FLAGSTAFF, Ariz. — Federal regulators approved major changes Thursday to a program that discounts phone service for low-income residents on tribal land.

About 12.5 million people nationwide use Lifeline, a program created more than 30 years ago to improve access to phone service. It gives subscribers a $9.25 monthly discount. About 500,000 of those subscribers on tribal lands get an extra $25 off per month.

Three of the five Federal Communications Commission members said three changes that apply to tribal lands will help reduce waste, fraud and abuse, and expand communications networks that lag behind the rest of the country.

The two commissioners who voted no say the changes won’t improve the lives of the most impoverished and vulnerable residents.

Here’s a look at the program and upcoming changes:

WHAT IS LIFELINE?

The program started in 1985 when landline phones were in most households. Mobile service was added in 2005, and broadband in 2016. Subscribers can get either landline or mobile service, not both.

Lifeline doesn’t give out free phones, but the roughly 2,000 service providers in the program often do.

Telecommunications companies pay into a fund to cover Lifeline, and that cost often gets passed on to customers. A single person making about $16,000 a year alone or about $33,000 for a family of four, or who participates in certain government assistance programs, qualifies.

Government reports show Lifeline provided subsidies of $1.5 billion in 2016.

WHAT’S THE PROBLEM?

The FCC says the Lifeline program is in serious need of reform to cut down on waste, fraud and abuse. Federal investigators earlier this year reported they couldn’t verify whether 1.2 million people who were signed up were eligible. The U.S. Government Accountability Office also found nearly 6,400 dead people had re-enrolled. Last year, the FCC issued a $2 million fine to a wireless company in Hawaii that improperly registered thousands of people for the enhanced tribal subsidy.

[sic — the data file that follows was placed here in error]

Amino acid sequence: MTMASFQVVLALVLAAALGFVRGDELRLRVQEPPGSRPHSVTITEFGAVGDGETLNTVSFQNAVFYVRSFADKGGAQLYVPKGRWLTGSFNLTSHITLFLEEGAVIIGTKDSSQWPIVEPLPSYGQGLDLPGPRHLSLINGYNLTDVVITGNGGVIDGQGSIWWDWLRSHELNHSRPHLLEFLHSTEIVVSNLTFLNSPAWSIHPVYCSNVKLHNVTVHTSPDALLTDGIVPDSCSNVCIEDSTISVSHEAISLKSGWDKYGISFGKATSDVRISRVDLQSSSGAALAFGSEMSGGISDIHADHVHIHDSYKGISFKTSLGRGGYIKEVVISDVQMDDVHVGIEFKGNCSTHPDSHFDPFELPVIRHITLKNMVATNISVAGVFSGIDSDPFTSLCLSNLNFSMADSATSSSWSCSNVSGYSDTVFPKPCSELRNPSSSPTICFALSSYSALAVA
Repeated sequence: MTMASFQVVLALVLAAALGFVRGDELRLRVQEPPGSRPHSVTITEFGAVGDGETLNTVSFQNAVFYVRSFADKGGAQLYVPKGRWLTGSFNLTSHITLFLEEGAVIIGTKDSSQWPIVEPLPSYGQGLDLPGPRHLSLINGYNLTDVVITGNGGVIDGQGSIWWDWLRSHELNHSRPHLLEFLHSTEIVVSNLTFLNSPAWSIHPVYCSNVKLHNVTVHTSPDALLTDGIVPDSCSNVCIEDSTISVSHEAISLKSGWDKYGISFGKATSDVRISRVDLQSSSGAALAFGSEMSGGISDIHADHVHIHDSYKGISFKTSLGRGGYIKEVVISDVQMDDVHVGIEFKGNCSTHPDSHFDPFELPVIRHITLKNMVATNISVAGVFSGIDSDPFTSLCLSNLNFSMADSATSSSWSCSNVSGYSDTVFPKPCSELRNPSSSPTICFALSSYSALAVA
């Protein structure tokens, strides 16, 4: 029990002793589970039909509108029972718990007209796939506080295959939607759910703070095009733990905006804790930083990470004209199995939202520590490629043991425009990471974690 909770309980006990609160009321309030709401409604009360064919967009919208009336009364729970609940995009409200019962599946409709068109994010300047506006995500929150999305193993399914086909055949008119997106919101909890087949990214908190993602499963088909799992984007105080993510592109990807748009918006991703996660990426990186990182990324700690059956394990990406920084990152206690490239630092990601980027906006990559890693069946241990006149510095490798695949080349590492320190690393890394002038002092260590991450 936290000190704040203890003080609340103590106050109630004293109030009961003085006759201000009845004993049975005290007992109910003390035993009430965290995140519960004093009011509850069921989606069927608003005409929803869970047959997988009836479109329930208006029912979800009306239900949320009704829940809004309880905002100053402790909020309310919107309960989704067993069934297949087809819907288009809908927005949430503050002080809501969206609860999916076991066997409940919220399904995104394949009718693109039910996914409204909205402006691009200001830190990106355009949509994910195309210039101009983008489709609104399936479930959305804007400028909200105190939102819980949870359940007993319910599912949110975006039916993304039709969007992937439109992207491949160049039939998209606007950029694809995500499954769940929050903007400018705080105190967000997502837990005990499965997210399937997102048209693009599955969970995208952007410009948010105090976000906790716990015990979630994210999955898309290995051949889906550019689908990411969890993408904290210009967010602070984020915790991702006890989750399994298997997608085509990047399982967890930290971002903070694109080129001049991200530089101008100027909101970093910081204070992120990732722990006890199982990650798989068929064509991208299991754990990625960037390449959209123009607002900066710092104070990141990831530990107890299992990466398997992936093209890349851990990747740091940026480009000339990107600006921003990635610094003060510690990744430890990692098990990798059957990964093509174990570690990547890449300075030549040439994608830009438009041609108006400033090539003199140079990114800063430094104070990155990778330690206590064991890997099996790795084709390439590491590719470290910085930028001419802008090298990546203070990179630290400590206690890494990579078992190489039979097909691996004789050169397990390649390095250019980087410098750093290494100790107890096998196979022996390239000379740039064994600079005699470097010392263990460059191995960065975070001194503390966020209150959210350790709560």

Consumer advocates say the GAO’s sample size was too small to apply to the whole program. They also say the report doesn’t accurately characterize the program because it doesn’t reflect some new reforms. They want the FCC to focus on expanding the program to people who are eligible and haven’t signed up.

WHAT IS CHANGING?

The changes will drop the deeper tribal discount for phone providers that don’t maintain their own networks and piggyback off existing infrastructure. The FCC also is considering limiting the program to those facilities-based providers nationwide.

The FCC says resellers have no incentive to expand communications networks on tribal land because they don’t own them. Many people still live without electricity, running water and phone service on reservations.

People like Joe Redcloud of the Oglala Sioux Tribe in South Dakota say eliminating resellers will give Native Americans fewer or no options for mobile service. “This will be a travesty to Indian Country because it will turn back the clock to times when consumers had but one choice,” he said this week.

The FCC also will redefine tribal lands. Right now, cities like Reno, Nevada, and Oklahoma City are included in tribal areas.

The third change will require independent verification of tribal residency.

The changes won’t go into effect for at least 90 days.